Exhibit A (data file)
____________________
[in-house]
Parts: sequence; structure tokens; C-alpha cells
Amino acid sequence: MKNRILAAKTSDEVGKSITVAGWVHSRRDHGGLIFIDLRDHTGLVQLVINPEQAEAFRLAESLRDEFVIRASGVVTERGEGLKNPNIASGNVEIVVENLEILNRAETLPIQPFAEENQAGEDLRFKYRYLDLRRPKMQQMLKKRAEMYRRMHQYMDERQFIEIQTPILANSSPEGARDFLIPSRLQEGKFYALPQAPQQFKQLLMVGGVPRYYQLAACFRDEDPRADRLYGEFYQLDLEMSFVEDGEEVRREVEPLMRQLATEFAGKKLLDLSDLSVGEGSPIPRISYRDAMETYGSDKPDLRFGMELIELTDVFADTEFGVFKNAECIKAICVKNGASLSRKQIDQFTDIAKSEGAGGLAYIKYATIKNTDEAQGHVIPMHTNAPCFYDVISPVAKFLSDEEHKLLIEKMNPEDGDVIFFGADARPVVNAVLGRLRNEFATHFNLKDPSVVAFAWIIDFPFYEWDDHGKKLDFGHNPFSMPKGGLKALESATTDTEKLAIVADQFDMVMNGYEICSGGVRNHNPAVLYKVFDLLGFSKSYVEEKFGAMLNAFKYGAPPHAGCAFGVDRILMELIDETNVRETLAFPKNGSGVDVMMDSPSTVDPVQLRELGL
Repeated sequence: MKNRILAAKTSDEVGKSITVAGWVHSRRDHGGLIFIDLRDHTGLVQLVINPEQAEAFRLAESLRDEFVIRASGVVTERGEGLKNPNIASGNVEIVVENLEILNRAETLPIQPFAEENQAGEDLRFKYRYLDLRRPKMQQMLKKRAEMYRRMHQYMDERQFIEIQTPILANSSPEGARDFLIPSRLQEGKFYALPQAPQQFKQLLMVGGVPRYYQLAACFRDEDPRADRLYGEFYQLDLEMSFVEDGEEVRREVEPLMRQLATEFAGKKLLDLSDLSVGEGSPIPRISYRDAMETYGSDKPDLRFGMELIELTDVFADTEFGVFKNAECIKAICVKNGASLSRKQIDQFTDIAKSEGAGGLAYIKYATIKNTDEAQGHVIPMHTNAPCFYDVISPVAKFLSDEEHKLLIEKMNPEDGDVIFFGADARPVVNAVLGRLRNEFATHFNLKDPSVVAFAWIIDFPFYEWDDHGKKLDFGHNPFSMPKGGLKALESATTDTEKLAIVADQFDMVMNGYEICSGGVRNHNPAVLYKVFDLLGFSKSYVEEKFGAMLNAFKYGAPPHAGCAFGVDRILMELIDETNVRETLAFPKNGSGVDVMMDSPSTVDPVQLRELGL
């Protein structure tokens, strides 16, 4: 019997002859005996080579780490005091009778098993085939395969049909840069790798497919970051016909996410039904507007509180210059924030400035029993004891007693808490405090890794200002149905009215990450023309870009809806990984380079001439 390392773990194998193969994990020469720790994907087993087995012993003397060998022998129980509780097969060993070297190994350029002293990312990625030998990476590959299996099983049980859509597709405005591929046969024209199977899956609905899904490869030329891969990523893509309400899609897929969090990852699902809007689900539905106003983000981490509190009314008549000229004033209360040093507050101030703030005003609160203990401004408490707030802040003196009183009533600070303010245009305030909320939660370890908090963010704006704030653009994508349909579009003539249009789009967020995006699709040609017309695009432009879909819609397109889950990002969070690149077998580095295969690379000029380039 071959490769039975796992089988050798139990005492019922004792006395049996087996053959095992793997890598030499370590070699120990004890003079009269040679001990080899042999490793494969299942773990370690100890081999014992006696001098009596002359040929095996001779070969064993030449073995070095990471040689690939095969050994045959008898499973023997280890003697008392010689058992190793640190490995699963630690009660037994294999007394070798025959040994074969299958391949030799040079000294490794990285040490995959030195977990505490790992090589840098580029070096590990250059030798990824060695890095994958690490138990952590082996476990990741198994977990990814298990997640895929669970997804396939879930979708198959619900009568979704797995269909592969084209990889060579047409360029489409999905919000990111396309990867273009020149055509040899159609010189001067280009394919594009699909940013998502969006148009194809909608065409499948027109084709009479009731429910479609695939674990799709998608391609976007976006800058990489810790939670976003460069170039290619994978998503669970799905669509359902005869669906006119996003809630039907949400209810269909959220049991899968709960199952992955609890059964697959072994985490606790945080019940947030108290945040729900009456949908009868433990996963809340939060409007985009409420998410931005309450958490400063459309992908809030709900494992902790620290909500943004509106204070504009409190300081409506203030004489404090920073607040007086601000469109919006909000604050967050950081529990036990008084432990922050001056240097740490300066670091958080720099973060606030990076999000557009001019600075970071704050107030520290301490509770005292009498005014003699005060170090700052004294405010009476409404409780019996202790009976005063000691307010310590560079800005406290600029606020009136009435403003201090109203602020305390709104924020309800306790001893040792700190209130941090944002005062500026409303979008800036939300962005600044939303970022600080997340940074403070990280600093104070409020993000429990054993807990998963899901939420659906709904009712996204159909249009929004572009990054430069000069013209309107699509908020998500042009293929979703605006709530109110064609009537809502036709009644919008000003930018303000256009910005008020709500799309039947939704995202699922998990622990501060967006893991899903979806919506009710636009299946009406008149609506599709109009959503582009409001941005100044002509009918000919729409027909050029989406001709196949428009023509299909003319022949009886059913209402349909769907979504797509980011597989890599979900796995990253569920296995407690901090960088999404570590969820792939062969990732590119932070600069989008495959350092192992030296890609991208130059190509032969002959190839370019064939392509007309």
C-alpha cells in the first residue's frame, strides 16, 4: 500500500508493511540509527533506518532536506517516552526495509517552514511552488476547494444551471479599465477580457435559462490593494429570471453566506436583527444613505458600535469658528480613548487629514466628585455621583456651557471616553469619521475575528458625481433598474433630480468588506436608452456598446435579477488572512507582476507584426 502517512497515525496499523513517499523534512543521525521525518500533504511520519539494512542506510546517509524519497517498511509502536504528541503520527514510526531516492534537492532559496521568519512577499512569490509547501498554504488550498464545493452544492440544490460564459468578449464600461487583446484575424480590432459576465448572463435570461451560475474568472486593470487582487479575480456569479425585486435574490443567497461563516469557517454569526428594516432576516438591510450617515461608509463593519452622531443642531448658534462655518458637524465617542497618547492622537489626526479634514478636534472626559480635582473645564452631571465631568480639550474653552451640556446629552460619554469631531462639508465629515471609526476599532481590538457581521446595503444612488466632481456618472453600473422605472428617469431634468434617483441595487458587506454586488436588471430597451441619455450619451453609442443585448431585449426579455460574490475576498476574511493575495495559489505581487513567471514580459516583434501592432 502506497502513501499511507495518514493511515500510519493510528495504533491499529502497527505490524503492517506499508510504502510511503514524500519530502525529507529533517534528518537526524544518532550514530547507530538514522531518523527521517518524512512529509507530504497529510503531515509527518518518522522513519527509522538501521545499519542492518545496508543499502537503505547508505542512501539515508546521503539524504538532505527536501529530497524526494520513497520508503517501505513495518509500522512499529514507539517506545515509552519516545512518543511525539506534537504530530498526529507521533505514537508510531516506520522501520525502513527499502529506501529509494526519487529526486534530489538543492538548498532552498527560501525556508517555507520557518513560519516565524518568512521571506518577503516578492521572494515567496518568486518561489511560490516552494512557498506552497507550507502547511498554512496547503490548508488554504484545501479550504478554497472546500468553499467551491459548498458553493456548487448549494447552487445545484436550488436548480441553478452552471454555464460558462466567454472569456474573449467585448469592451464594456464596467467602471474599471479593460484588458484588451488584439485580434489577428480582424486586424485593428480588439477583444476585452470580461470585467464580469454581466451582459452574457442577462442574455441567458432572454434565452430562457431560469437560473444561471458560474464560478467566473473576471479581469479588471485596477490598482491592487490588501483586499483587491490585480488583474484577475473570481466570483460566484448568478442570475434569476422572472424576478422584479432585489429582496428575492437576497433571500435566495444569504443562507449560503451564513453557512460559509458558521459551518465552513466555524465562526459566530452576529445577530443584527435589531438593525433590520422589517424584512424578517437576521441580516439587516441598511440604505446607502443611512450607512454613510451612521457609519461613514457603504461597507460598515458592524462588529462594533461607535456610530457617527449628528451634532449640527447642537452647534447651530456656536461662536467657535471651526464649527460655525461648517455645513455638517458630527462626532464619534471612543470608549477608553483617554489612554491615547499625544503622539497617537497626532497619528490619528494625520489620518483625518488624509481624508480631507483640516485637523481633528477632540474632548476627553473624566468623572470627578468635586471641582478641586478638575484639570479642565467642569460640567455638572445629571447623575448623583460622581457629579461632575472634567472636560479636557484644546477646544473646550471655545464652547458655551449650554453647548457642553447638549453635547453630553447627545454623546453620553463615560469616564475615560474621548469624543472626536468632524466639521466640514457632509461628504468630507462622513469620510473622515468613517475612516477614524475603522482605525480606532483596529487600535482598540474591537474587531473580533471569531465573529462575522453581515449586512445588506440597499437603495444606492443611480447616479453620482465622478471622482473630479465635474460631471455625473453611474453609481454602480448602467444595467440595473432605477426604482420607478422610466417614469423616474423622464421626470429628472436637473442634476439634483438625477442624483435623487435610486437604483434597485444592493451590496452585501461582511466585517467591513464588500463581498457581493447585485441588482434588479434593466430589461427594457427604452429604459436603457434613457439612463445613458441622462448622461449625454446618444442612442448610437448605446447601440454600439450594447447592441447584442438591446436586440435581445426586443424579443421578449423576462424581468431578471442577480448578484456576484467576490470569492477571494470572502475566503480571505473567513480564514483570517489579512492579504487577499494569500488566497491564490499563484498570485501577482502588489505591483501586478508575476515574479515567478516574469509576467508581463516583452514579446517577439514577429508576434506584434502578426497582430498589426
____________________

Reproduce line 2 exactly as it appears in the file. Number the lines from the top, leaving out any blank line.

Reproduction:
Parts: sequence; structure tokens; C-alpha cells